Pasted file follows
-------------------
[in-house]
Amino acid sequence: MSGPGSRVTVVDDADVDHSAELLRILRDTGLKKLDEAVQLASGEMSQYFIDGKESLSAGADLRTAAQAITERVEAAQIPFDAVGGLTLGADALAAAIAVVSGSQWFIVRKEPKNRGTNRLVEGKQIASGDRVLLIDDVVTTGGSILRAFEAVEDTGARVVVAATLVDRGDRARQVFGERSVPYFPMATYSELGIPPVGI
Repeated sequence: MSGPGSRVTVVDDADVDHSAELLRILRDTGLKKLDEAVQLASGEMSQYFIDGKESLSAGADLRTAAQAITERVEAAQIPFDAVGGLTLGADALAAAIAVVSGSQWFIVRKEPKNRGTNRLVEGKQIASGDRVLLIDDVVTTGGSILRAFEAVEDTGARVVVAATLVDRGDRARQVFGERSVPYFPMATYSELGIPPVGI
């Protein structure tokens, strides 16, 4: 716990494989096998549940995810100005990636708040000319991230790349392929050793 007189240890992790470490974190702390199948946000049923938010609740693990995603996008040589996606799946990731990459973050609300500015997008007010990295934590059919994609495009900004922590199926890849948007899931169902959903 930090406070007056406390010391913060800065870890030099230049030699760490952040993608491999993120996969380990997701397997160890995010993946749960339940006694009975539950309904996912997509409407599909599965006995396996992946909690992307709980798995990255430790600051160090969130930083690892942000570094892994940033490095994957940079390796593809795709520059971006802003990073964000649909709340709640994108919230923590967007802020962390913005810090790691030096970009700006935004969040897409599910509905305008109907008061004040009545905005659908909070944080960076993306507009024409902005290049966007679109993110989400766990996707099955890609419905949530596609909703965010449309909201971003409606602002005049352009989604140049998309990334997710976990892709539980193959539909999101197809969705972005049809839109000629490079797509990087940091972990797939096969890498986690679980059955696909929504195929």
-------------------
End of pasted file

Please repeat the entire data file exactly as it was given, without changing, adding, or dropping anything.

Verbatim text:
[in-house]
Amino acid sequence: MSGPGSRVTVVDDADVDHSAELLRILRDTGLKKLDEAVQLASGEMSQYFIDGKESLSAGADLRTAAQAITERVEAAQIPFDAVGGLTLGADALAAAIAVVSGSQWFIVRKEPKNRGTNRLVEGKQIASGDRVLLIDDVVTTGGSILRAFEAVEDTGARVVVAATLVDRGDRARQVFGERSVPYFPMATYSELGIPPVGI
Repeated sequence: MSGPGSRVTVVDDADVDHSAELLRILRDTGLKKLDEAVQLASGEMSQYFIDGKESLSAGADLRTAAQAITERVEAAQIPFDAVGGLTLGADALAAAIAVVSGSQWFIVRKEPKNRGTNRLVEGKQIASGDRVLLIDDVVTTGGSILRAFEAVEDTGARVVVAATLVDRGDRARQVFGERSVPYFPMATYSELGIPPVGI
């Protein structure tokens, strides 16, 4: 716990494989096998549940995810100005990636708040000319991230790349392929050793 007189240890992790470490974190702390199948946000049923938010609740693990995603996008040589996606799946990731990459973050609300500015997008007010990295934590059919994609495009900004922590199926890849948007899931169902959903 930090406070007056406390010391913060800065870890030099230049030699760490952040993608491999993120996969380990997701397997160890995010993946749960339940006694009975539950309904996912997509409407599909599965006995396996992946909690992307709980798995990255430790600051160090969130930083690892942000570094892994940033490095994957940079390796593809795709520059971006802003990073964000649909709340709640994108919230923590967007802020962390913005810090790691030096970009700006935004969040897409599910509905305008109907008061004040009545905005659908909070944080960076993306507009024409902005290049966007679109993110989400766990996707099955890609419905949530596609909703965010449309909201971003409606602002005049352009989604140049998309990334997710976990892709539980193959539909999101197809969705972005049809839109000629490079797509990087940091972990797939096969890498986690679980059955696909929504195929």